Oh and the Yarrow... not for eating ... yarrow is excellent for oily skin or hair... I make a tea from it and add a teaspoonful of vinegar and use it as a hair wash or final rinse. Sometimes I infuse the yarrow in oil and use the oil to make a balm or cream for my skin.


Lots of Feverfew self-seeded all over my garden this year. I used to take the leaves in sandwiches to cure migraines but in all honesty it didn't work for me... and it didn't taste good either. The pretty daisy like flowers attract loads of insects though so I don't mind having it around.



The French tarragon was nice on last Sunday's chicken... but there isn't that much of it so I shall have to let it recover before I use any more.


The nasturtiums have only just started but I am looking forward to scattering the flowers on my lunch time salads and using the seed pods like capers.



Hoping the blight doesn't get my tomatoes this year. Last year I made rather a lot of green tomato chutney due to blight - the chutney is great but I still have several jars in the store.



You may have noticed a pattern here... most of the plants in my garden are edible or useful in some way - I don't grow very much simply because it is beautiful. But I do have some pretty but useless stuff in the garden....

The rose is a really nice smelly one... but it isn't totally useless... the petals can be eaten but are also really nice scattered into the bath... very romantic! (Except our bath is rather small and if you want to fit two people in there you have to sit and hug your knees - both of you!).


The Mock Orange has wonderful smelling blooms - but I have never quite got the pruning right with it so it grows very tall - mostly foliage and not many blooms at all... it's on borrowed time too... hubby is about to cart it off to the dump ... unless I can think of somewhere else to put it.


This is Cotton Lavender. It is one of those plants that I thought was a good idea at the time but it has grown and spread far beyond the space allotted to it, it does attract bees mind you so I simply hack away at it every autumn and hope for the best... and it always comes back the following year!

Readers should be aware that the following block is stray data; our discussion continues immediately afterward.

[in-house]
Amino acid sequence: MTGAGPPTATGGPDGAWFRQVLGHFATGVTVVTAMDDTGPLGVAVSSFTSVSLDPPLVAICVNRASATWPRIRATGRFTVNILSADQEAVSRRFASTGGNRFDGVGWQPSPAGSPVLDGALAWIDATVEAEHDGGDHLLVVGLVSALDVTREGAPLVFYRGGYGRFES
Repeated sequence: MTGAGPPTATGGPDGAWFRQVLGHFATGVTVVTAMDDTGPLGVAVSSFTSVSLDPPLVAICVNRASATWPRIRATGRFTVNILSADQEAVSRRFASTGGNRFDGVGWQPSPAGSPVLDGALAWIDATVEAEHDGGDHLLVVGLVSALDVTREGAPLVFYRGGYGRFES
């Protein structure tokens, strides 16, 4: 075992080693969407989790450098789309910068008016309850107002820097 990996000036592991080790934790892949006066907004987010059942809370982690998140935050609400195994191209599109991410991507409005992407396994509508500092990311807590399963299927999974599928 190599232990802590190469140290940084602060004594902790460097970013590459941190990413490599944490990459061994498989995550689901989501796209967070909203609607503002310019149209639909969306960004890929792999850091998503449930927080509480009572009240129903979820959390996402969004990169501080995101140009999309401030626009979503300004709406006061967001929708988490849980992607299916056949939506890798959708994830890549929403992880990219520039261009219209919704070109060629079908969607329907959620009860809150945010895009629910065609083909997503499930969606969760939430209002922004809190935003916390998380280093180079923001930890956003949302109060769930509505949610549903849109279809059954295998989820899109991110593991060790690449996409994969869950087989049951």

These little pinks were purchased about three years ago for the window box... they are supposed to be annuals but I haven't collected seed ... just neglected them and they grew last year but didn't flower, but this year the flowers came out! YAY!


From all of this you might have the impression that my garden is HUGE. Well actually, it's not. Half of it is gravelled over and I have to grow things in pots on this side.


The other half is split between the egg factory ............

.........and the growing space... which is also my washing line space!


3 comments:

  1. http://www.southernexposure.com/library/grain-and-rice-dehuller.html

    http://digital.library.upenn.edu/women/buffalo/garden/garden-III.html

    found that the dehulling with a kitchen whisk is rubbish but might be some others that are groovy.

    ReplyDelete
  2. Oooh... I will check this out! Thank you sj x

    ReplyDelete
  3. Wow, you have loads growing!

    I love Jerusalem 'chokes - I didn't know that you could grow them in this country! (don't laugh at me!)

    I have hen envy!

    ReplyDelete